2010 Stereoscopic 3D Hardware Guide
By Neil Schneider
This is an introduction to modern stereoscopic 3D equipment for both the home 3D movie and video game consumer, and an explanation of technology used in the professional 3D cinema space. Members are welcome to point out additions or points we may have missed in this thread for a future revision.
It is important to recognize that this document is intended for 2D consumers interested in learning about stereoscopic 3D for the first time, and we are working hard to make the terminology and concepts as easy to understand as possible. We would also be grateful if members can contribute artwork to help convey what these technologies are about.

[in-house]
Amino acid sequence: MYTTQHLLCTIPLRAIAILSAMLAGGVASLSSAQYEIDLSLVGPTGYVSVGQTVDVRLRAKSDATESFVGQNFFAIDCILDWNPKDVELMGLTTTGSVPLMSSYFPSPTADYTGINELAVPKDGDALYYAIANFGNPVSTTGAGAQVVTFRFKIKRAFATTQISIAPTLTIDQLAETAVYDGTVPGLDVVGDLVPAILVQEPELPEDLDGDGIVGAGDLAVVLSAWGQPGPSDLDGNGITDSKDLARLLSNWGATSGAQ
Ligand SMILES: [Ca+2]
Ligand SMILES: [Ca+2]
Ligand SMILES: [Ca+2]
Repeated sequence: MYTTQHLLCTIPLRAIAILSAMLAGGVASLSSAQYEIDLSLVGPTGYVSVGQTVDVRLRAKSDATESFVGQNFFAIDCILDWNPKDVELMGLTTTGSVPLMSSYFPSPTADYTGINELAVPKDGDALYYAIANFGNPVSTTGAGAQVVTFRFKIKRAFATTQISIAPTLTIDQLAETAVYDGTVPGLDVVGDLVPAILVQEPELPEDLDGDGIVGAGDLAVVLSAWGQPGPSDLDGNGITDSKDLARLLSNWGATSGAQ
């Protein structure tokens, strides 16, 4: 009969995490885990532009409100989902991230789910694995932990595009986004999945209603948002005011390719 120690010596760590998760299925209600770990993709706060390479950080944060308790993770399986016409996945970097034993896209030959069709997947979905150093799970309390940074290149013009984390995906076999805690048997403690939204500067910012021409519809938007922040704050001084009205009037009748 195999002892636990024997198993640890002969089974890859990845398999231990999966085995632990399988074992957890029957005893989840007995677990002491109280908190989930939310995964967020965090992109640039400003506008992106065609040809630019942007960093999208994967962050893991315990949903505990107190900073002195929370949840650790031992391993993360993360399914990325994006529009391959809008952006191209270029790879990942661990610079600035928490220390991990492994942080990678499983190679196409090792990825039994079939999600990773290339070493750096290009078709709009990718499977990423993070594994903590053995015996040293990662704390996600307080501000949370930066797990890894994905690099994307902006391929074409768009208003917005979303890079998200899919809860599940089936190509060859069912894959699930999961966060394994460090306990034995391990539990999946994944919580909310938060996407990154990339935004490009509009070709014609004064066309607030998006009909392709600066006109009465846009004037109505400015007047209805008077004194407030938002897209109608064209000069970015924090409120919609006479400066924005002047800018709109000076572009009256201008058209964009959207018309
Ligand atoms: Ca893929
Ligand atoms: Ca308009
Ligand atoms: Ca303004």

3D or “stereoscopic 3D” (S-3D) technology refers to media that displays images or content in a way that lets you perceive depth the same way you do in everyday life.
3D is very hot right now. All the leading Hollywood studios are releasing 3D movies in specially outfitted movie theaters, and revenues earned in 3D cinema is easily two to three times that of traditional 2D showings. Our industry’s latest victory is the movie Avatar, which has beaten Titanic’s record for being the best selling movie of all time!
Why all the excitement? Why do these movies sell so well? 3D adds a superior level of visual beauty and immersion in a way that greatly enhances the film maker’s ability to tell stories – and this is not possible through other means. In our opinion, stereoscopic 3D technologies make experiences more memorable, and we are already seeing great promise in the educational fields.